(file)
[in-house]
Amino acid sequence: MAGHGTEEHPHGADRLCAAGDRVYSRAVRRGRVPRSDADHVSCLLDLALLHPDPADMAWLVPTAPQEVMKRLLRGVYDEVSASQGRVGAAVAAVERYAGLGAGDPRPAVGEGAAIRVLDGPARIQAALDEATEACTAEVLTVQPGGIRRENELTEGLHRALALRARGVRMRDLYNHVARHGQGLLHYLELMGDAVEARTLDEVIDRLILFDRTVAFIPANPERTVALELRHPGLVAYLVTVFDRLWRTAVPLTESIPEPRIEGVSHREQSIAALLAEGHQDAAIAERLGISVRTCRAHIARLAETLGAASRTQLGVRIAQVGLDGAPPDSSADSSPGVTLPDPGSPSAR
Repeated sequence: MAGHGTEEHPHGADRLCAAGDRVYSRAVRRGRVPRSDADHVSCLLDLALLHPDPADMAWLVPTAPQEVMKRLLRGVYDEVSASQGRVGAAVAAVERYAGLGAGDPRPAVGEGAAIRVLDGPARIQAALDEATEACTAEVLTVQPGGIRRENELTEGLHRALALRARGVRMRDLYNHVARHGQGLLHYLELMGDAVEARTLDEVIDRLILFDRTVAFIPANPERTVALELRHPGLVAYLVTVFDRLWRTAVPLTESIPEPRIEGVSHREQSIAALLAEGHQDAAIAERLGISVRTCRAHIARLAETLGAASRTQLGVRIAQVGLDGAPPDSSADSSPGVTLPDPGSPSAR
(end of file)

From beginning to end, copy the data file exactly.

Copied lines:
[in-house]
Amino acid sequence: MAGHGTEEHPHGADRLCAAGDRVYSRAVRRGRVPRSDADHVSCLLDLALLHPDPADMAWLVPTAPQEVMKRLLRGVYDEVSASQGRVGAAVAAVERYAGLGAGDPRPAVGEGAAIRVLDGPARIQAALDEATEACTAEVLTVQPGGIRRENELTEGLHRALALRARGVRMRDLYNHVARHGQGLLHYLELMGDAVEARTLDEVIDRLILFDRTVAFIPANPERTVALELRHPGLVAYLVTVFDRLWRTAVPLTESIPEPRIEGVSHREQSIAALLAEGHQDAAIAERLGISVRTCRAHIARLAETLGAASRTQLGVRIAQVGLDGAPPDSSADSSPGVTLPDPGSPSAR
Repeated sequence: MAGHGTEEHPHGADRLCAAGDRVYSRAVRRGRVPRSDADHVSCLLDLALLHPDPADMAWLVPTAPQEVMKRLLRGVYDEVSASQGRVGAAVAAVERYAGLGAGDPRPAVGEGAAIRVLDGPARIQAALDEATEACTAEVLTVQPGGIRRENELTEGLHRALALRARGVRMRDLYNHVARHGQGLLHYLELMGDAVEARTLDEVIDRLILFDRTVAFIPANPERTVALELRHPGLVAYLVTVFDRLWRTAVPLTESIPEPRIEGVSHREQSIAALLAEGHQDAAIAERLGISVRTCRAHIARLAETLGAASRTQLGVRIAQVGLDGAPPDSSADSSPGVTLPDPGSPSAR